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I look at the people who write in their books with the same kind of awed reverence that Sal Mineo applied to James Dean. Which likely says something about my conception of rebellion. No lie, I even used a separate sheet of loose leaf for my Mad Lib responses.
From I’m Too Scared to Write in My Books by Paul Montgomery
To start, I will mention not a memoir, but a fantastic book about a mental health institution – Gracefully Insane: Life and Death Inside America’s Premier Mental Hospital, by Alex Beam, about McLean Hospital in Massachusetts. So many famous people have spent time there, including Sylvia Plath, Anne Sexton, Zelda Fitzgerald and David Foster Wallace. The history of the place is fascinating.
From The Well-Readheads: Darkness Readable by Liberty Hardy and Rebecca Joines Schinsky
“He drew the dagger and laid it on the table between them; a length of dragonbone and Valyrian steel, as sharp as the difference between right and wrong, between true and false, between life and death.”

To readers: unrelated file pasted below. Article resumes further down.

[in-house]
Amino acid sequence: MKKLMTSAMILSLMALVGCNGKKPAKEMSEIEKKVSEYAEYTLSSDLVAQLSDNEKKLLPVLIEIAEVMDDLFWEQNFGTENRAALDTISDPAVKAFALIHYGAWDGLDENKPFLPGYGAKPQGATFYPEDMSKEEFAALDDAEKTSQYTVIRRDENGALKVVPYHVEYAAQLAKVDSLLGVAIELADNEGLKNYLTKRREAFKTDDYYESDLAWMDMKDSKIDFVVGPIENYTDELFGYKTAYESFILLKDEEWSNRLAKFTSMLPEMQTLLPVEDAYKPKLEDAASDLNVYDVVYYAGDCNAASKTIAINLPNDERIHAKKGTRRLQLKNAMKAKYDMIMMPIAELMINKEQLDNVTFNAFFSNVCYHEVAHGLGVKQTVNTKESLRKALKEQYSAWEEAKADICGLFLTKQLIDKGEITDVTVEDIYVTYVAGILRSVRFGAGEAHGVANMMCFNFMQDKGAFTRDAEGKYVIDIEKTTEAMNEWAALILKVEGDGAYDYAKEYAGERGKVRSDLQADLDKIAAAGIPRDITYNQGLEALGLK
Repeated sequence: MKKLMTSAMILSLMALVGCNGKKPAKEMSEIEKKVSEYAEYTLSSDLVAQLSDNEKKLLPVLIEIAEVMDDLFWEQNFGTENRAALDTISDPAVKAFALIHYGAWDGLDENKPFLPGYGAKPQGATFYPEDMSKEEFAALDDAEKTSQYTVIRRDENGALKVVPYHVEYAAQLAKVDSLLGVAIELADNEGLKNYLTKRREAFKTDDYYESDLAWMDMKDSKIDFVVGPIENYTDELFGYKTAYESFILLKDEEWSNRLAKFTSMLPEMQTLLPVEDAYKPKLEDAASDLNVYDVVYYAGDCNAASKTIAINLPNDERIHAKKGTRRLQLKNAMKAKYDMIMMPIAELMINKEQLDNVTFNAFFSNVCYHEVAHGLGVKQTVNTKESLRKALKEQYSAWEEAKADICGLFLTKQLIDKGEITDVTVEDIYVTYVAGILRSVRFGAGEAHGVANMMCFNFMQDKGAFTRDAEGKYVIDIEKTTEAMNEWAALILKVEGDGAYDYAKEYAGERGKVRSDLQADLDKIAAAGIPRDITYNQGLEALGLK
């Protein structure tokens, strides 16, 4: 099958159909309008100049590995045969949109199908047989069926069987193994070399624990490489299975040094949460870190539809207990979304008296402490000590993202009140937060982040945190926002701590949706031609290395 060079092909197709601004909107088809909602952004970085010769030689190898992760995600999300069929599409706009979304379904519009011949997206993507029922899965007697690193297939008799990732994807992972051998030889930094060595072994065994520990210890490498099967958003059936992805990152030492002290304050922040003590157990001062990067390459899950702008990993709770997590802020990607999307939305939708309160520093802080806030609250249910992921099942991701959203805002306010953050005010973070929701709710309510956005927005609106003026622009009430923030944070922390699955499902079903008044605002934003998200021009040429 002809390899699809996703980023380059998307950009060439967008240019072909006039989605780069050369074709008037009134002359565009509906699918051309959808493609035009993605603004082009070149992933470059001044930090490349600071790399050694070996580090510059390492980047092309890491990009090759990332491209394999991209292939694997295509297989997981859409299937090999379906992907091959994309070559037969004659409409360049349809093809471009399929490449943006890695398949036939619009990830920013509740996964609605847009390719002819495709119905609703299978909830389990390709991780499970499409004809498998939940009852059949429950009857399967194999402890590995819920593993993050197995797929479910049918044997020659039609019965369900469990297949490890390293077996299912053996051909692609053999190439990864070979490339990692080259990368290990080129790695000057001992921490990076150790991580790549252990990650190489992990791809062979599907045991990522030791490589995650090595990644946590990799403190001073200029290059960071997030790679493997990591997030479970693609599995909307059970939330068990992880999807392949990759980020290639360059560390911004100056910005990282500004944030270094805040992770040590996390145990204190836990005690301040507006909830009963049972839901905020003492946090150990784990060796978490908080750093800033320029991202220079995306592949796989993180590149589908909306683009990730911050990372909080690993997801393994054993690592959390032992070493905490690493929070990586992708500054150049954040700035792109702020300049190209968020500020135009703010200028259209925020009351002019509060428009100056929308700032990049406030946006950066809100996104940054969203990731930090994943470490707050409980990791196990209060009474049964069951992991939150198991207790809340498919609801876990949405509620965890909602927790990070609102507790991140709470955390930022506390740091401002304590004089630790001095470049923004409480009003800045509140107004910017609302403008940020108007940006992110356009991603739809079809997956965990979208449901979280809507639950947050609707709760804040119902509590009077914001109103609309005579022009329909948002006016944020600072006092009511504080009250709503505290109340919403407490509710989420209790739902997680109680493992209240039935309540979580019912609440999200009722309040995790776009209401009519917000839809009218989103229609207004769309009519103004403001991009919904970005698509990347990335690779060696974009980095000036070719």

As sharp as the difference between writing eye-rolling, over-wrought silliness and not doing that. But this is an epic! Every sentence must be FULL OF DRAMA. FULL OF IT.
From Picking Bones with Game of Thrones by Amanda Nelson
Those skeptical colleagues and I all believe in the bookstore’s future, though, and so I want to think about the bookstore of the future. What will it look like? What is its environmental footprint? What will it carry? Display? How will people gather there? If they don’t gather there at certain times, how will they access the store? What kinds of systems support that access?
From The Bookstore of the Future by Bethanne PatrickBy signing up you agree to our Terms of Service